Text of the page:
Cornell University

NCRE in the News

Below are current updates and news features about the North Campus Residential Expansion project. Stay updated each month by subscribing to the North Campus Residential Expansion Newsletter in the footer below.

Cornell University’s North Campus Residential Expansion project features a 776,000-square-foot student life residential complex for first-year students and sophomores.

The expansion emerged from a housing master planning process in January 2016 that called for Cornell to provide an environment to foster more mentorship and interaction between first-year and sophomore students outside the classroom. The expansion also provides affordable student housing, which was part of the plan too.

Originally published in the Cornell Chronicle | By Blaine Friedlander | September 22, 2021

Students living in the newly opened residence buildings – Toni Morrison Hall and Ganędagǫ: Hall – know of the buildings’ rooftop solar panels. But if the windows and walls could talk, they would be fluent in the language of sustainability.

As they drop in for meals or pass through on tours, visitors to the North Campus Residential Expansion's (NCRE) sprawling 1,000-seat dining hall might pause to observe white-coated students or staff testing recipes inside a glass-enclosed kitchen.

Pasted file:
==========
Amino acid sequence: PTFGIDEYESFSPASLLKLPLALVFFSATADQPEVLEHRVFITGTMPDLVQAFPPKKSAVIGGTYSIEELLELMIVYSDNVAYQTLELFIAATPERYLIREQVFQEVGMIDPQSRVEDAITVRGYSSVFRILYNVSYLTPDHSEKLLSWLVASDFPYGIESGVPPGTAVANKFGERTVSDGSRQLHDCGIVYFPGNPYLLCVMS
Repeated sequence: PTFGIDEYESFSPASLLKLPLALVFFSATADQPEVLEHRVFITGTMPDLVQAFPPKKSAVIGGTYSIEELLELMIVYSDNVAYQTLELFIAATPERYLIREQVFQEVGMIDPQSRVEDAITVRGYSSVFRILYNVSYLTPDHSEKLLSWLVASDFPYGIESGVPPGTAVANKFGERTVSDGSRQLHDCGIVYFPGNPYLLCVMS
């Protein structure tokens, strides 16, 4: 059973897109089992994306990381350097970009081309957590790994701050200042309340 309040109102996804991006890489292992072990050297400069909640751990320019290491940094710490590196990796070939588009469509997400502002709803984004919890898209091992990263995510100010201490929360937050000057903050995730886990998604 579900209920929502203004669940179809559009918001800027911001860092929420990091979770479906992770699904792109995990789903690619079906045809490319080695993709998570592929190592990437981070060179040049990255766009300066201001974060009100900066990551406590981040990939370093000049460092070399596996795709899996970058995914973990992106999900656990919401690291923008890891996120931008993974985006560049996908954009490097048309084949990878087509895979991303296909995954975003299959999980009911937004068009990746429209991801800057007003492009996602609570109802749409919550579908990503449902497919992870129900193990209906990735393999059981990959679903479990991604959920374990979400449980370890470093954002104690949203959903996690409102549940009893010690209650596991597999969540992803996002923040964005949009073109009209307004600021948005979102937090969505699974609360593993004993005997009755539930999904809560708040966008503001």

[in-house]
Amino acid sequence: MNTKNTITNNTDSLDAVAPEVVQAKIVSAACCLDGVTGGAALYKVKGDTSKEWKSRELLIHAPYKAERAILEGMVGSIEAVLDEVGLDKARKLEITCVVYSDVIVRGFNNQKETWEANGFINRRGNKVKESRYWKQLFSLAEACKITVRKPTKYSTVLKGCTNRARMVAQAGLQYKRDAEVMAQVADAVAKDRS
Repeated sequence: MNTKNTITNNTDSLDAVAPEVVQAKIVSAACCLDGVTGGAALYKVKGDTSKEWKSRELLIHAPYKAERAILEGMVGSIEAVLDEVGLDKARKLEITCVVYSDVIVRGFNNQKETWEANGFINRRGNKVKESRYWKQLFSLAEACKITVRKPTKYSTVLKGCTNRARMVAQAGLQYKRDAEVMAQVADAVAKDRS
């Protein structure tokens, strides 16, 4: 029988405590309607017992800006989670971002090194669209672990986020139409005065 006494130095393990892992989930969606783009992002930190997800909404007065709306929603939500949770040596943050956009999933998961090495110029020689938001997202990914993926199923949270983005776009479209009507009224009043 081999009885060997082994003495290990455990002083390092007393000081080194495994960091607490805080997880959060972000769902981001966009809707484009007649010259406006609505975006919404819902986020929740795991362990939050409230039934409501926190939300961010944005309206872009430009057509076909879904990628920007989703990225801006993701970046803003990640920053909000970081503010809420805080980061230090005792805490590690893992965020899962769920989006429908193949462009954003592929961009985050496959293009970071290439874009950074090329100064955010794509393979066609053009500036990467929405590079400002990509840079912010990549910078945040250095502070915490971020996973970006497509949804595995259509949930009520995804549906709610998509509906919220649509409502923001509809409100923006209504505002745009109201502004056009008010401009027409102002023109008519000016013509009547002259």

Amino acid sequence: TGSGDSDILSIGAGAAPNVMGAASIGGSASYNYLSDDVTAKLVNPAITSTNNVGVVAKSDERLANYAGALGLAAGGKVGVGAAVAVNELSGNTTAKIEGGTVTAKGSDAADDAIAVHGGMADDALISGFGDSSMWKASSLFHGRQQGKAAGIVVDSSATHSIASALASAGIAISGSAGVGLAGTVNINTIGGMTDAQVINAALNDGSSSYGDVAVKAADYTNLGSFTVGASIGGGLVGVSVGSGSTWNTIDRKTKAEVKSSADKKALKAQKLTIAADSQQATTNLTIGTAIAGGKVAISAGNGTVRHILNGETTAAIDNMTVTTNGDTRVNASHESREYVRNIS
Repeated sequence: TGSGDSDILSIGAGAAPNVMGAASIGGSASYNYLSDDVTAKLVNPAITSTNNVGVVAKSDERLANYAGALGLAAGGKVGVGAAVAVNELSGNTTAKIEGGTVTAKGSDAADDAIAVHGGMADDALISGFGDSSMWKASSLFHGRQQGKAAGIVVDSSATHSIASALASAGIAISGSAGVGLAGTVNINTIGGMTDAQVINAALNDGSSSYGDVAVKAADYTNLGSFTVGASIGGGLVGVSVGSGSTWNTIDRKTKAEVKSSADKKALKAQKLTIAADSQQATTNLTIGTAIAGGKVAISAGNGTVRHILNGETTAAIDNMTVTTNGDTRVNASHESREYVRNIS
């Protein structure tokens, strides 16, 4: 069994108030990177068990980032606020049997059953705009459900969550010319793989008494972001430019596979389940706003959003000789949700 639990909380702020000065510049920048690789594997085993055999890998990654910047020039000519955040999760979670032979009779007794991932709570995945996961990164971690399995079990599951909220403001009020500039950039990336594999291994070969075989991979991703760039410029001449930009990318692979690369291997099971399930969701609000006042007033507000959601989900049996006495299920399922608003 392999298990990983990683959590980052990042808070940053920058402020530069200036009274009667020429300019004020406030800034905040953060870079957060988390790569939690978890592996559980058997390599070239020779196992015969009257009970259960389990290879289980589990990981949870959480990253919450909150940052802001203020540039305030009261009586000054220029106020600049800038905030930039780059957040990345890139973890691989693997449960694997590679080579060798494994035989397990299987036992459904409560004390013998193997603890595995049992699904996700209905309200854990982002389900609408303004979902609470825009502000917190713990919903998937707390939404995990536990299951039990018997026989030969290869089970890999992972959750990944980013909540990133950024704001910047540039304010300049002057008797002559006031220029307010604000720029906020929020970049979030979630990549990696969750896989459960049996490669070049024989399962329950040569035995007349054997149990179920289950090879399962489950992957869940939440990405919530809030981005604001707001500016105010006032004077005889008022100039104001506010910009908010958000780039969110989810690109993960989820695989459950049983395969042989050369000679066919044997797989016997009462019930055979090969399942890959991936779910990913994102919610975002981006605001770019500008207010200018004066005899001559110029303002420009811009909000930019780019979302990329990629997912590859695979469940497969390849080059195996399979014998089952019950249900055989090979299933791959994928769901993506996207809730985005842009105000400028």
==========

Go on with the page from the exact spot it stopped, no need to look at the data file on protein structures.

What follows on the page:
Cornell will honor Nobel Prize winner Barbara McClintock (B.S. 1923, M.A. 1925, Ph.D. 1927), renowned Chinese scholar and diplomat Hu Shih (B.A. 1914) and the Cayuga Nation with names for new North Campus residence hall buildings.

For the Indigenous Cayuga Nation, who call themselves Gayogo̱hó꞉nǫʼ (pronounced Guy-yo-KO-no), Cornell will use the word Ganędagǫ: (pronounced Gah-NEN-dah-go) – meaning “hill” in the Gayogo̱ hó꞉nǫ' language. This is the ancestral name for the land upon which Cornell is built and the naming was supported by the Cayuga Nation’s current leadership.

By Melanie Lefkowitz | December 18, 2020

The North Campus Residential Expansion project is proceeding on schedule despite delays caused by the COVID-19 pandemic, and the first phase of the project – including two residential buildings providing beds for 800 students – will be ready for move-in by fall 2021.